About Imagine Englewood ifImagineEnglewoodif(IEi) is a youth development nonprofit organization with a mission to strengthen and empower the Greater EnglewoodCommunity. Since 1997, IEi has implemented this mission by teaching local youth and their families healthy living, environmental awareness and positive communication skills. IEi offers year-round enrichment programs for youth ages 6-18 that include the Imagination Explorers After-School Program, Kids on the Move Summer Day Camp, all girl Progressionista Book Club and teen leadership focused Growing Citizen Leaders program. Their dynamic enrichment programming includes healthy cooking, fitness activities, science experiments, art, hip hop dancing, gardening, career exploration, leadership training, field trips and various cultural experiences. IEi also hosts health and wellness events on vacant lots, offers gardening skills classes, community service projects, and organizes Greater EnglewoodUnity Day the largest community cleanup on the South Side of Chicago.

About UCANFounded 152 years ago as a Civil War orphanage, UCAN now annually serves and impacts more than 21,000 at-risk youth and families. UCAN has worked toward their vision that "Youth who suffer trauma can become our future leaders." UCAN advocates for youth, families and communities by providing opportunities that change lives through impactful programs, consistent presence, and unrivaled diversity and inclusion. Since March 2020, during the COVID-19 pandemic, UCAN has been a critical provider of essential services. In collaboration with a community partner, UCAN provided 2,400 boxes of food and emergency funding for individuals and families, and engaged nearly 9,000 people from across Chicago and the world by hosting and co-hosting nearly 50 virtual webinars, conferences and meetings as part of the agency's pivot to remaining a visible force in service to community.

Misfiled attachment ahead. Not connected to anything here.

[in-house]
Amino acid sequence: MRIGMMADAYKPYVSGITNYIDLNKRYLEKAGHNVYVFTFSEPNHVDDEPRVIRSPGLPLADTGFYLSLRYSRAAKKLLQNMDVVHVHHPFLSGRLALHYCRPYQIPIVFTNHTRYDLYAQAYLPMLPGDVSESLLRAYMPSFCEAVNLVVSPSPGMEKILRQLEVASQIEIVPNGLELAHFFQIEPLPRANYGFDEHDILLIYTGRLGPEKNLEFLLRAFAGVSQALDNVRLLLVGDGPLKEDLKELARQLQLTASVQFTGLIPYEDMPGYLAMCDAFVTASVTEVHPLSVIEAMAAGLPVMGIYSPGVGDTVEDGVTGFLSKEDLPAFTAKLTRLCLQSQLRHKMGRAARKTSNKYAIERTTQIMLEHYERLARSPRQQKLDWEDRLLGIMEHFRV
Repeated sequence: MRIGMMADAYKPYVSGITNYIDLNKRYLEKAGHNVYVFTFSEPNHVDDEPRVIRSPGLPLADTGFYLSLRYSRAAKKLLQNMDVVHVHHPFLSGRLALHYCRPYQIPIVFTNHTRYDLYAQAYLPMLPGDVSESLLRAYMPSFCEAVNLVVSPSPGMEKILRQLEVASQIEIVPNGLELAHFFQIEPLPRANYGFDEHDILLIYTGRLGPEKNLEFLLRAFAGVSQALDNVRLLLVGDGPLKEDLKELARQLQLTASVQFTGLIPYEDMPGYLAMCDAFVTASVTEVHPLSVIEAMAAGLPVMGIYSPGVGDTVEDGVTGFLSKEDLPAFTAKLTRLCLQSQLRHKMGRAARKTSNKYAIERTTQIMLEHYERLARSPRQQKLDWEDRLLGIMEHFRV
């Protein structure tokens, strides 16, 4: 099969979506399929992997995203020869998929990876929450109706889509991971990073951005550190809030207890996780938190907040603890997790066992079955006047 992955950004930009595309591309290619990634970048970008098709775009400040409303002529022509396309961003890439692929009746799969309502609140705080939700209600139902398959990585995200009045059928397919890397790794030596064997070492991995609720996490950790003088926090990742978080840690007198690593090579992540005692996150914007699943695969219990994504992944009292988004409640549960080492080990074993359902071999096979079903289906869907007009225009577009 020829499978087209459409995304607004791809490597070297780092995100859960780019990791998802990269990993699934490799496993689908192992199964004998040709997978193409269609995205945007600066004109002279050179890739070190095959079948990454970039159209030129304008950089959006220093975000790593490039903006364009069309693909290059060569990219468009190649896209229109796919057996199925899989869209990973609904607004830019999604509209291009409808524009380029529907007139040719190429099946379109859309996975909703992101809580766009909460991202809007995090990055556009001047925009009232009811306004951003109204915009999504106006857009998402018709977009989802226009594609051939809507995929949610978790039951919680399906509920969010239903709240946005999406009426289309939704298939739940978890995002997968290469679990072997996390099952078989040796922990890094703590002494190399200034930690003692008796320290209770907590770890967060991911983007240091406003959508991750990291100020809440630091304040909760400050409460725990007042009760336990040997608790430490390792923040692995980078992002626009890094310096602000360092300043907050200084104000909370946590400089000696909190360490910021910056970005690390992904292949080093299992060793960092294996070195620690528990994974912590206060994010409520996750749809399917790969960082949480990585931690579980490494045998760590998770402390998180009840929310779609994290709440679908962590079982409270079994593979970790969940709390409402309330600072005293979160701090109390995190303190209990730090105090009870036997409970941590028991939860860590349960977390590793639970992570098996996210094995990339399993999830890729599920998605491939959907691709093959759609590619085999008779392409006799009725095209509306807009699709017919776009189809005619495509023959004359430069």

About Chicago Jesuit AcademyChicago Jesuit Academy (CJA) is a loving and academically rigorous tuition-free Catholic elementary school for students and families from resilient communities impacted by historical disinvestment. CJA supports and advocates for its students and alumni, as well as other children of modest means as they progress to and through college prep high schools, post-secondary education and the transition to meaningful careers and citizenship. CJA invites students to become persons for others who aspire to be open to growth, loving, intellectually competent, religious and committed to doing justice. Learn more at https://www.chicagojesuitacademy.org/.

About Southwest Organizing Project (SWOP)The Southwest Organizing Project is a broad-based organization of 45 faith institutions, local schools, and other institutions in the Southwest Chicago communities of Chicago Lawn, Gage Park, West Lawn, West Elsdon, and Ashburn. The organization builds community leaders who work on many initiatives , including the development of affordable housing, violence prevention, access to education , and protection of immigrants' civil liberties. One of SWOP's recent key housing initiatives is a partnership with United Power for Action and Justice and Brinshore Development to lead the Reclaiming Southwest Chicago Campaign, a multifaceted initiative to strengthen the community through improved affordable housing, quality schools, and safe streets.